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If it is good strategy for a defender to push the forward into his own goalie, then every defender would simply do that. Every defender would analyze that they were in trouble and could get out of it by pushing the forward into contact with the goalie.

That sounds preposterous, of course,  but it’s what happened. Contact was induced by the defender.

Goaltender interference is understood by no one that covers the league, and no fan of the league. Whenever there is a moment that goes to Toronto for assessment, no one has any clue what the call will be. This is, of course, preposterous and shameful.

And it’s been going on for years.

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This is all fun and games because the Canadiens are fighting for nothing this season, but imagine the uproar if more than half the team was out and these games truly mattered to Montreal. You have to be a huge Canadiens fans to know the first names of all the players of the team for this game in Tampa Bay.

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The league has compromised itself by playing this game, but you won’t hear any complaints from the Montreal management, because they don’t even need wins at this point in the season. The result isn’t that vital for a team who know they are out of the playoffs and hope for a high draft pick this summer.

Only four players from the team that made it to the Stanley Cup Final were in this contest. It’s a farce really, but it’s a farce we can all live with, because it serves the purpose in the long run, even if Tuesday’s effort was herculean.

The league should be commended though for a decision late afternoon to not play home games in Canada at half capacity. It’s a business after all, and the business suffers greatly when the government of one country reduces to half capacity and stops concession stand profits, and the government of another country isn’t really all that aware that there is even a pandemic going on.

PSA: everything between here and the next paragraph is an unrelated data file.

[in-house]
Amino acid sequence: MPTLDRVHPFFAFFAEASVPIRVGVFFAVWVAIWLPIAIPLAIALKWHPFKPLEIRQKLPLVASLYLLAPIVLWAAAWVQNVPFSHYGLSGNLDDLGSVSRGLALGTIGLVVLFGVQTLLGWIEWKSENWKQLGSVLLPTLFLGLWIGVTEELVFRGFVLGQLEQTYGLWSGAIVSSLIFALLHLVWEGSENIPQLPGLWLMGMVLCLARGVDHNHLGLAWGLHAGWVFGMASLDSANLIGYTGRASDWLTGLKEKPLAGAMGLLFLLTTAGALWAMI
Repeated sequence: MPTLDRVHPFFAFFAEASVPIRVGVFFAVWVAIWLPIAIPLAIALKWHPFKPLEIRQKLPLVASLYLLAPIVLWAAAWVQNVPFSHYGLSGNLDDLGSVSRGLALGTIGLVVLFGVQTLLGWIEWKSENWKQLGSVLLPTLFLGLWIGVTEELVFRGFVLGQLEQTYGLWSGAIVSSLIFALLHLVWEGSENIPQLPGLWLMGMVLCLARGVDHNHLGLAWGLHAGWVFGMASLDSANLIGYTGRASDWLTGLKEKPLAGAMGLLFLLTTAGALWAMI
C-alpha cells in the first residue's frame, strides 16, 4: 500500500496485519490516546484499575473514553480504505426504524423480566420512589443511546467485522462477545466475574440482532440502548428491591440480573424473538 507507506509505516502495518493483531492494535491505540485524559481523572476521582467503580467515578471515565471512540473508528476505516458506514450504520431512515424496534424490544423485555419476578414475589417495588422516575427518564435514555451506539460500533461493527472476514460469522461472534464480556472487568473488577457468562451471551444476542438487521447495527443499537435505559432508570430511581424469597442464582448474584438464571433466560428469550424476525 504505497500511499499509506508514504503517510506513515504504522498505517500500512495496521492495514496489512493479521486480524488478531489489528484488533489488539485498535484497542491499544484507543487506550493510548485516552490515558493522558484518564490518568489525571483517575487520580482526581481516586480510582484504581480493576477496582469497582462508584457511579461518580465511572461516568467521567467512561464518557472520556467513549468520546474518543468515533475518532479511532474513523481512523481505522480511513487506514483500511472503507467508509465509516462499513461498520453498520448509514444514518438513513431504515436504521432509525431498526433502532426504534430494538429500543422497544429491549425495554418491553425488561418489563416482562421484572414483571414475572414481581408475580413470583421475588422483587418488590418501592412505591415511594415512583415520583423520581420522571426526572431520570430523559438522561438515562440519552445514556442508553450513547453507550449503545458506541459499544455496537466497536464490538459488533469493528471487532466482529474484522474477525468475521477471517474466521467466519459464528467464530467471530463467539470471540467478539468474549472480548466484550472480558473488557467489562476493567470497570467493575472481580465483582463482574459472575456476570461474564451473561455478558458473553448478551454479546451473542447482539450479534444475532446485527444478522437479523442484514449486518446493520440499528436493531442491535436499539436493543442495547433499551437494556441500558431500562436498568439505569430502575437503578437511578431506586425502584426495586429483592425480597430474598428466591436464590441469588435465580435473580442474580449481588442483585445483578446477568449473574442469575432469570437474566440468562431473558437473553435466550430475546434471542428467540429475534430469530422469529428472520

As a result, the Canadiens have their home games against Washington, Toronto, Buffalo, Columbus, Boston and likely New Jersey moved to later in the season. Their game against the Bruins which was a home game is now a road game on January 12, and the home game will be moved to later in the year.

Read more:

Call of the Wilde: Canadiens avoid making it seven with 3-2 shootout win over Philadelphia

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The make-up dates for the Canadiens games will most likely be during the Olympic break when, it is hoped, there will be 100 per cent capacity again in Canada.

The first game for Montreal at home is likely Jan. 27 against the Anaheim Ducks when it is hoped full capacity will be allowed. If it is not allowed, this game will likely also be pulled back.

The game on the 15th at home against New Jersey does not seem as if it would be a go because it is a lone home game outlier before the club goes on the road out west for five games against the Coyotes, Stars, Golden Knights, Avalanche and Wild.

These postponements show how much it must have been a difficult pill to swallow for owner Geoff Molson to accept playing in front of no fans at the last second against the Flyers before Christmas. That was approximately a $2.5-million hit in ticket sales, parking and concessions. Molson’s finest moment as an owner was to have put the health of the Quebec citizens as a priority. It’s easy from our vantage point to say that is what he should have done, but it wasn’t our millions on the line.

The schedule now is for the Canadiens to play their three games in the south of the U.S. in Tampa, Carolina and Florida. They would then have a 10-day break before the next game in Boston.

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It’s crazy out there. Stay safe and enjoy the games — if they play them.

Brian Wilde, a Montreal-based sports writer, brings you Call of the Wilde on globalnews.ca after each Canadiens game.

© 2021 Global News, a division of Corus Entertainment Inc.